Drivers ages 21-62 have the choice of a 4- or 8-yr. license; drivers 63 and older will receive a 4-yr. license

None

Illinois

4 yr.

2 yr. for drivers ages 81-86; 1 yr. for drivers 87 and older

Renewal applicants 75 and older must take a road test.

Indiana

4 yr.

3 yr. for drivers 75 and older

None4

Iowa

2 or 4 yr. at driver's option

2 yr. for drivers 70 and older

None

Kansas

6 yr.

4 yr. for drivers 65 and older

None

Kentucky

4 yr.

None

None

Louisiana

4 yr.

None

Mail renewal not available to people 70 and older and to people whose prior renewal was by mail.

Maine

6 yr.

4 yr. for drivers 65 and older

Vision test required at first renewal after driver's 40th birthday and at every second renewal until age 62; thereafter, at every renewal.


State Length of
Renewal Cycle
SPECIAL PROVISIONS FOR OLDER DRIVERS
Accelerated Renewal Other Provisions

Maryland

5 yr.

None

None that are safety related5

Massachusetts

5 yr.

None

None that are safety related5

Michigan

4 yr.

None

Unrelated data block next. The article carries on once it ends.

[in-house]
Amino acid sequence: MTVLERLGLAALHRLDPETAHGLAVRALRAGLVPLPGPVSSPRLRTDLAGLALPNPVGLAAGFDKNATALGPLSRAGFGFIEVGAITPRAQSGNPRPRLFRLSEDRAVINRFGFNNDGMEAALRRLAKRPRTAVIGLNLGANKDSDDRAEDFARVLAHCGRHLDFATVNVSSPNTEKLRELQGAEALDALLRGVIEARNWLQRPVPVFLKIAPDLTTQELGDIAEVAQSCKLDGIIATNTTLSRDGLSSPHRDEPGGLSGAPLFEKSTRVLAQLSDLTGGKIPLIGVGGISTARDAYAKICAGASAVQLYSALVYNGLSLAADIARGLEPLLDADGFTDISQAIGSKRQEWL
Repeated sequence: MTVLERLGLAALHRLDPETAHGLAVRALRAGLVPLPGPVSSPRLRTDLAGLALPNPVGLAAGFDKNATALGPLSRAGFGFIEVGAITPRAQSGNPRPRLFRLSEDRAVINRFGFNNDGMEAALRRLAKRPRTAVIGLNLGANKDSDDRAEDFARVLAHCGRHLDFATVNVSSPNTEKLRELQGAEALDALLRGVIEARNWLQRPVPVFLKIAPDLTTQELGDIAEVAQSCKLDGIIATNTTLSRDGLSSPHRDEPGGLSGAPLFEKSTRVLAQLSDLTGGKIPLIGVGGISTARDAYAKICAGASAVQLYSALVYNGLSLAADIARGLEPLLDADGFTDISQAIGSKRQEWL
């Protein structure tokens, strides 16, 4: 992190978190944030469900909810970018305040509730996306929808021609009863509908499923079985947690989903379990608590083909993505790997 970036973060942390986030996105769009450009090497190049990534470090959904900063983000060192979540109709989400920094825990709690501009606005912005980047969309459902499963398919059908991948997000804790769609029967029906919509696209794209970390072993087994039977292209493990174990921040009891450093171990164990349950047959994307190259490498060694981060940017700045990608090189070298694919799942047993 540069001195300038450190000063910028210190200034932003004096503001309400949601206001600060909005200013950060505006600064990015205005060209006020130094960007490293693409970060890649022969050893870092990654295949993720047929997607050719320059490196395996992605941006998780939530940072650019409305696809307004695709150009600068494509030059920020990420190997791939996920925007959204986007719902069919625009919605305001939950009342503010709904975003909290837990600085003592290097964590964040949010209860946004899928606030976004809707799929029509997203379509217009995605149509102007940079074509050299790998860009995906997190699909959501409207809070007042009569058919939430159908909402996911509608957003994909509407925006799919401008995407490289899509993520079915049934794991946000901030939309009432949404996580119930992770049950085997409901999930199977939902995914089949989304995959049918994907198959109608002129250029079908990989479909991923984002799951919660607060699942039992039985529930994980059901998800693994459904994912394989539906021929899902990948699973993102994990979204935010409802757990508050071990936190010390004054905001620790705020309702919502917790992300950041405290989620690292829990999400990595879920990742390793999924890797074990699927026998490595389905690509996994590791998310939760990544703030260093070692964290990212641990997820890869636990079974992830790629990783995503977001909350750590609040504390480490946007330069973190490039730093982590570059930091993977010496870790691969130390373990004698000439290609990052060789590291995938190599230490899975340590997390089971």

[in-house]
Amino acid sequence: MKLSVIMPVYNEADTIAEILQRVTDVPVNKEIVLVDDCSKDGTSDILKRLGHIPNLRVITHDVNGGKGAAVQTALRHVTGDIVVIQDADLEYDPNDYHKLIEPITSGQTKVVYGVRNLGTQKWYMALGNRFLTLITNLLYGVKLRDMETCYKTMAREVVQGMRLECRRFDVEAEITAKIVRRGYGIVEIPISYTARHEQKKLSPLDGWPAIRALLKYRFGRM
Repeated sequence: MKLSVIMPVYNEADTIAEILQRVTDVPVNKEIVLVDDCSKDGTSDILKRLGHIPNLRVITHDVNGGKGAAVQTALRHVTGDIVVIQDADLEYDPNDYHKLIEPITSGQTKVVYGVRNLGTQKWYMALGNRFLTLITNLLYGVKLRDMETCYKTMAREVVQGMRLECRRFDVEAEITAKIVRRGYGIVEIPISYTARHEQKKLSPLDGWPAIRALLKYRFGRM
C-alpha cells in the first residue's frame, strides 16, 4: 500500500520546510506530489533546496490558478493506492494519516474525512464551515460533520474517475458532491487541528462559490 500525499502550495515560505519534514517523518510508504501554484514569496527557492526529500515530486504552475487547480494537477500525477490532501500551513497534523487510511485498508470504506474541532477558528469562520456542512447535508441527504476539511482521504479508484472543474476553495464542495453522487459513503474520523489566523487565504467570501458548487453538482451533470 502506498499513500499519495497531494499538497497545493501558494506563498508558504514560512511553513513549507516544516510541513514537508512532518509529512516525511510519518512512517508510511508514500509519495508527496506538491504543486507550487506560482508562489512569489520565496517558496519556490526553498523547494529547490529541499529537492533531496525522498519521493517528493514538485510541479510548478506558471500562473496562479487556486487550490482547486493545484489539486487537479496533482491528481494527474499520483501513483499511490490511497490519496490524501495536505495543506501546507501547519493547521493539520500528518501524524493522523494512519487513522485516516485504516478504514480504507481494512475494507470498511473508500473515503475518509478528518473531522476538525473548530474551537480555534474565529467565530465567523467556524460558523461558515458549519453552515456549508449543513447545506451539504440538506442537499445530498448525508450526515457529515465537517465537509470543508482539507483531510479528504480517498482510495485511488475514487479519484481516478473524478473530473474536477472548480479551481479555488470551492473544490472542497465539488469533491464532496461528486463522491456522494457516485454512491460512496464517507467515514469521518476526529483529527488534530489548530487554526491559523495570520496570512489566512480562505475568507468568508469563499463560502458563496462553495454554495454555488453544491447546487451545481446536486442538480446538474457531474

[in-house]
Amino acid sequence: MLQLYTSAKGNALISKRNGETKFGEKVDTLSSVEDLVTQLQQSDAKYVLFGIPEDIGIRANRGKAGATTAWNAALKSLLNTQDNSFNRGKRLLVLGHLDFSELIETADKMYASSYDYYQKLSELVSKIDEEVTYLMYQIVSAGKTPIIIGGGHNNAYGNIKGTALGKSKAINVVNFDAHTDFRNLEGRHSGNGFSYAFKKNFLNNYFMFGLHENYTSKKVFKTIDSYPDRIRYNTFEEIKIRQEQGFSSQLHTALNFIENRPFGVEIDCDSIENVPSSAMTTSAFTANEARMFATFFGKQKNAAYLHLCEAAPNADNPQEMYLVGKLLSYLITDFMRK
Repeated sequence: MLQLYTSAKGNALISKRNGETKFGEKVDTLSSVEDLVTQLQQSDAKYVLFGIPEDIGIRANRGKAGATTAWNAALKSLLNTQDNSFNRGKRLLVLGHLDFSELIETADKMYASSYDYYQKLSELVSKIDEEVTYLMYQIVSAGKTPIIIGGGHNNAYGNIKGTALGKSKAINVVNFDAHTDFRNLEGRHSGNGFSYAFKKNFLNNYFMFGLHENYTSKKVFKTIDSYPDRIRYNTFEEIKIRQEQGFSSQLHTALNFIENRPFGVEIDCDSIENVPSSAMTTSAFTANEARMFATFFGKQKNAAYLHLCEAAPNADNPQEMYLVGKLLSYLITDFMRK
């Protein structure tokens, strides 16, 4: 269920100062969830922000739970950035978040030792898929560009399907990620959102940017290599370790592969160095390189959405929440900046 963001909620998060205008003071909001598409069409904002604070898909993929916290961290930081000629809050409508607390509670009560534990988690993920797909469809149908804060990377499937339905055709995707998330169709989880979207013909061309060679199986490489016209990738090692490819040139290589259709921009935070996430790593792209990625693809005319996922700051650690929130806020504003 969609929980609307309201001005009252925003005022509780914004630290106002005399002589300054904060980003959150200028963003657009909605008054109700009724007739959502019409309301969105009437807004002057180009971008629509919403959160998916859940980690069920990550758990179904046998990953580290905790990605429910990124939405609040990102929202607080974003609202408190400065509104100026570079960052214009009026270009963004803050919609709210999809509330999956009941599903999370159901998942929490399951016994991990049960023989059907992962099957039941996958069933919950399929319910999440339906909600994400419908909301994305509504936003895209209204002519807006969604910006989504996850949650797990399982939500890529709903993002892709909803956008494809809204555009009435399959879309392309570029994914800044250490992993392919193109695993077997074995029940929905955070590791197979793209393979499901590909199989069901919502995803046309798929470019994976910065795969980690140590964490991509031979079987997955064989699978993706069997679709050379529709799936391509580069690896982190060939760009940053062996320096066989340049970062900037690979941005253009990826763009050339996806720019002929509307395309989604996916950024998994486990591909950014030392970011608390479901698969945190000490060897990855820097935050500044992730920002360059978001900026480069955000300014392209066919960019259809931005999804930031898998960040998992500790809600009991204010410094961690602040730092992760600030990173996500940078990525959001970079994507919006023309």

None

Minnesota

4 yr.

None

None that are safety related5

Mississippi

4 yr.

None

None

Missouri

6 yr.

3 yr. for drivers 69 and older and 21 and younger

None

Montana

8 yr. or 4yr. if by mail

4 yr. for drivers 75 and older

None

Nebraska

5 yr.

None

None

Nevada

4 yr.

None

None that are safety related5

New Hampshire

4 yr.

None

Renewal applicants age 75 and older must take a road test.


State Length of
Renewal Cycle
SPECIAL PROVISIONS FOR OLDER DRIVERS
Accelerated Renewal Other Provisions

New Jersey

4 yr.

None

None

New Mexico

4 or 8 yr. at driver's option

4 yrs. for drivers who would turn 75 in the last half of an 8-yr. renewal cycle

None

New York

5 yr.

None

None

North Carolina

5 yr.

None

People 60 and older are not required to parallel park in the road test.

North Dakota

4 yr.

None

None

Ohio

4 yr.

None

None

Oklahoma

4 yr.

None

None that are safety related6

Oregon

4 yr.

None

Vision screening is required every 8 yr. for drivers 50 and older.

Pennsylvania

4 yr.

None

None

Rhode Island

5 yr.

2 yr. for drivers 70 and older